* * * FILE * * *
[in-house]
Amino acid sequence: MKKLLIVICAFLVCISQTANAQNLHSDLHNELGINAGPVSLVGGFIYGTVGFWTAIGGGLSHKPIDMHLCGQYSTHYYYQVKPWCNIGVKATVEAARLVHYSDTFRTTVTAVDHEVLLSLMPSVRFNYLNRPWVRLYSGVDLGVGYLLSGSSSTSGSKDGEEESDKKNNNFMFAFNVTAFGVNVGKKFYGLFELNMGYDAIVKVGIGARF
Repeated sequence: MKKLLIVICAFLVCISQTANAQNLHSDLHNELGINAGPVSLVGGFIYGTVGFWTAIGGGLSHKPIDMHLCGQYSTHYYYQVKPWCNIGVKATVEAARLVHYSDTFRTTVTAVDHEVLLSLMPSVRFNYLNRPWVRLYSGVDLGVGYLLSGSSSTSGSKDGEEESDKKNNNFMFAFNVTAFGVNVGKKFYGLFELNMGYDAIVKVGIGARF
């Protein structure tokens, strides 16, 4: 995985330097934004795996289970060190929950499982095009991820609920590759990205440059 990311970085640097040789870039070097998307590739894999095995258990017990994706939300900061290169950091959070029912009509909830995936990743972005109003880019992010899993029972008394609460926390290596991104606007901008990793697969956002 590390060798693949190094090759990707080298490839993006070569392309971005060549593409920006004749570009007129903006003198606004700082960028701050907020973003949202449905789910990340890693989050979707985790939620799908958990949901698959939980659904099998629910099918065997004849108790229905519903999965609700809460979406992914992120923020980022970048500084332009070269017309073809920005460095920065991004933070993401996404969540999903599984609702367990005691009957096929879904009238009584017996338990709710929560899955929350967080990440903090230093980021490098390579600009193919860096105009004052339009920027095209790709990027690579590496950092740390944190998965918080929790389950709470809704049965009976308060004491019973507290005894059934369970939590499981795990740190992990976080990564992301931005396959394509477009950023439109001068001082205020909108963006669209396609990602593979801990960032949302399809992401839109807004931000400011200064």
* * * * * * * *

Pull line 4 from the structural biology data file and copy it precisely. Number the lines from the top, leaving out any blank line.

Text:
């Protein structure tokens, strides 16, 4: 995985330097934004795996289970060190929950499982095009991820609920590759990205440059 990311970085640097040789870039070097998307590739894999095995258990017990994706939300900061290169950091959070029912009509909830995936990743972005109003880019992010899993029972008394609460926390290596991104606007901008990793697969956002 590390060798693949190094090759990707080298490839993006070569392309971005060549593409920006004749570009007129903006003198606004700082960028701050907020973003949202449905789910990340890693989050979707985790939620799908958990949901698959939980659904099998629910099918065997004849108790229905519903999965609700809460979406992914992120923020980022970048500084332009070269017309073809920005460095920065991004933070993401996404969540999903599984609702367990005691009957096929879904009238009584017996338990709710929560899955929350967080990440903090230093980021490098390579600009193919860096105009004052339009920027095209790709990027690579590496950092740390944190998965918080929790389950709470809704049965009976308060004491019973507290005894059934369970939590499981795990740190992990976080990564992301931005396959394509477009950023439109001068001082205020909108963006669209396609990602593979801990960032949302399809992401839109807004931000400011200064």